home battery bank*
Permies likes alternative energy and the farmer likes How Do I make a mill/grinder for bark and bone? permies
  Search | Permaculture Wiki | Recent Topics | Flagged Topics | Hot Topics | Zero Replies | World Domination!
Register / Login


permies » forums » energy » alternative energy
Bookmark "How Do I make a mill/grinder for bark and bone?" Watch "How Do I make a mill/grinder for bark and bone?" New topic
Author

How Do I make a mill/grinder for bark and bone?

Ash berry


Joined: Mar 31, 2012
Posts: 1
I am trying to figure out how to create this machine with little or no money which is completely possible because there is a huge surplus of useful garbage. I have been breaking up bark with pliers and i need a large quantity peferrable powdered or close to it. i have been lookin for some kind of grain grinding discs/plates.

i was thinking of making my own has anyone done that?

I am either going to use a deep cycle or bicycle.

If anyone has metal working skills or black smithing skills. to help me figure out how to make a grinding disc that is pretty strong.
Joe Braxton


Joined: Mar 24, 2012
Posts: 250
Location: NC (northern piedmont)
    
    9
This might be what you are looking for, or at least give you some ideas....

http://www.youtube.com/watch?v=5solgSYXeJ0

Here's a whole bunch of fun stuff...


http://home.fuse.net/engineering/ewb_project.htm
Saybian Morgan
volunteer

Joined: Apr 22, 2011
Posts: 580
Location: Lower Mainland British Columbia Canada Zone 8a/ Manchester Jamaica
    
    8
those engineer dudes are amazing i've watched all there videos, the things they can get on with with such simple parts blows my mind. I remember watching this video when I was trying to make a shredder, in the end i bought a hammermill because i just don't have the wordworking skills they have but since then i've come up a bit in skills, I wouldn't mind making a large one but I have no clue where id get the stone bit.
Ken Peavey
steward

Joined: Dec 21, 2009
Posts: 2346
Location: FL
    
  69
A ball mill would do well for what you describe: A rotating drum with the material and balls inside.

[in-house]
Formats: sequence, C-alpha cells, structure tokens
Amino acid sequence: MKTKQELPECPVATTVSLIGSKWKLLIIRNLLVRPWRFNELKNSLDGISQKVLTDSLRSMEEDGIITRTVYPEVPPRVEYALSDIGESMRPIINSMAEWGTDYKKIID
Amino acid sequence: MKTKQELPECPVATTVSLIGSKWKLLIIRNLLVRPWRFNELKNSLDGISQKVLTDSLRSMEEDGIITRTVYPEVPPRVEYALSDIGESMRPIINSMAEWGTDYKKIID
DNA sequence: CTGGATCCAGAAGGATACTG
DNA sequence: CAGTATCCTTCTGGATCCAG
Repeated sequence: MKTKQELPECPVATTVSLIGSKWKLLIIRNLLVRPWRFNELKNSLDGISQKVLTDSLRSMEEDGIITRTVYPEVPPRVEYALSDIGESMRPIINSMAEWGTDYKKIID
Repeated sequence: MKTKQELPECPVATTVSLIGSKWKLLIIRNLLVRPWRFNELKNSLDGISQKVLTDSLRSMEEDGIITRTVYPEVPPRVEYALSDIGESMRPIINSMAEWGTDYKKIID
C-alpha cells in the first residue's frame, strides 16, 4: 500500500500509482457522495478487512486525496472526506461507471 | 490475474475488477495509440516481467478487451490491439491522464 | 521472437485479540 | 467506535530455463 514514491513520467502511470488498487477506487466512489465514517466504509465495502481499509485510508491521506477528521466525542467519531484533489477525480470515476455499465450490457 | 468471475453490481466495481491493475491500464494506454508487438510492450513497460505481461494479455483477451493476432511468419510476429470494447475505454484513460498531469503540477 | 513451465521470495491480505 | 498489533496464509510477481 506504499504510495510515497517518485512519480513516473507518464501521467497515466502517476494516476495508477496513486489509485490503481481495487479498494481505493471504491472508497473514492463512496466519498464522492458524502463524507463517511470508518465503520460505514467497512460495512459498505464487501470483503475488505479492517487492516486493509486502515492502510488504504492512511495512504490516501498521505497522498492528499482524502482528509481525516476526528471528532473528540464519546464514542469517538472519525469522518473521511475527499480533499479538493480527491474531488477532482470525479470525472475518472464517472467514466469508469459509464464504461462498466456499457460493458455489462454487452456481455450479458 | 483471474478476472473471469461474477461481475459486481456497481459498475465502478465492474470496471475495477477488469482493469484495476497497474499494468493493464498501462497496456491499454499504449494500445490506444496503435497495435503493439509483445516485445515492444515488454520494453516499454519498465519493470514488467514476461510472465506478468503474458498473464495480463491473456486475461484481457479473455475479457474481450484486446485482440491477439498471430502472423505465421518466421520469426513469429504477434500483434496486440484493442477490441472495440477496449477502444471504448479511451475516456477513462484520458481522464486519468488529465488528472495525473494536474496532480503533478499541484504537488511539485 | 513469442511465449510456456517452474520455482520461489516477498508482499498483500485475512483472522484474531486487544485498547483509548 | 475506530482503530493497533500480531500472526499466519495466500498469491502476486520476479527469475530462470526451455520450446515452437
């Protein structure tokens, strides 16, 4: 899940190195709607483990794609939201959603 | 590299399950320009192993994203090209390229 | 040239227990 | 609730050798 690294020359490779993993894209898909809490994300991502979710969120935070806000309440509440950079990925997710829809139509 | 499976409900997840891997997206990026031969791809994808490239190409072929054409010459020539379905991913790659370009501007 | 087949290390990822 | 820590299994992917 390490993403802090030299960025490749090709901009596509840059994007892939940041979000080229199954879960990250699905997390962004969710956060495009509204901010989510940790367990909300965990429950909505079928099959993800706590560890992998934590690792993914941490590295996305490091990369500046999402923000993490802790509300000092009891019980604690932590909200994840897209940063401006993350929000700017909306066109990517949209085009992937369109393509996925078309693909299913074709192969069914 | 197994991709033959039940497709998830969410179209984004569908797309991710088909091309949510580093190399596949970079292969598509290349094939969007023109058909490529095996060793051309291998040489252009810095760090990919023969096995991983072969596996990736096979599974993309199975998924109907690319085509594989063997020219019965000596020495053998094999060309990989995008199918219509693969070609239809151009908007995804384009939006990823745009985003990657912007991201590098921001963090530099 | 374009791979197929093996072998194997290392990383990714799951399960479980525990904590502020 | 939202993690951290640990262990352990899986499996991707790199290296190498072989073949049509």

Ball Mill example video 24 seconds
As the drum turns, the balls rise along one side, then fall over, as a continuous wave. When the balls fall they smash the material. The longer the mill is run, the finer the product.
Dry material works best. Moisture allows the material to clump together.
In lieu of steel ball bearings, any suitably hard, durable material would work..,bricks, hand-packed concrete balls, perhaps mables.
Bricks would tend to erode, with fragments contaminating the product.


Seed the Mind, Harvest Ideas.
http://farmwhisperer.com
Erica Wisner
volunteer

Joined: Feb 10, 2009
Posts: 756
Location: Okanogan Highlands, Washington
    
  91
It sounds like you are thinking of building something, and those grinders on the video links are pretty awesome.
If you are more interested in getting from bark to powder and less interested in the project of building the grinder,
here's a few things I have around the house that might do this job, at least for a small quantity:

1) Connie Vandyke crushes oystershells, nutshells, and other materials by leaving them in the driveway to drive over. She puts them between some sheets of cardboard or plastic or whatever, so it's easy to collect the residue later. Not super-fast, but very little extra expenditure of effort in the course of everyday life. Should work fine for cooked soup-bones or bark; raw bones might be harder.

2) Most saws makes sawdust. Grinders make a lot of bits of all kinds. Planes make cool thin shavings.
I am currently collecting sawdust from sawing firewood in order to use it in an epoxy wood-filler for a later project, so it occurs to me that a tablesaw, or a hand-held grinder, could make any chunk of bark into dust pretty quick if you just 'saw' a kerf-thin section off the end, again and again. You could run a bundle in together if you are careful.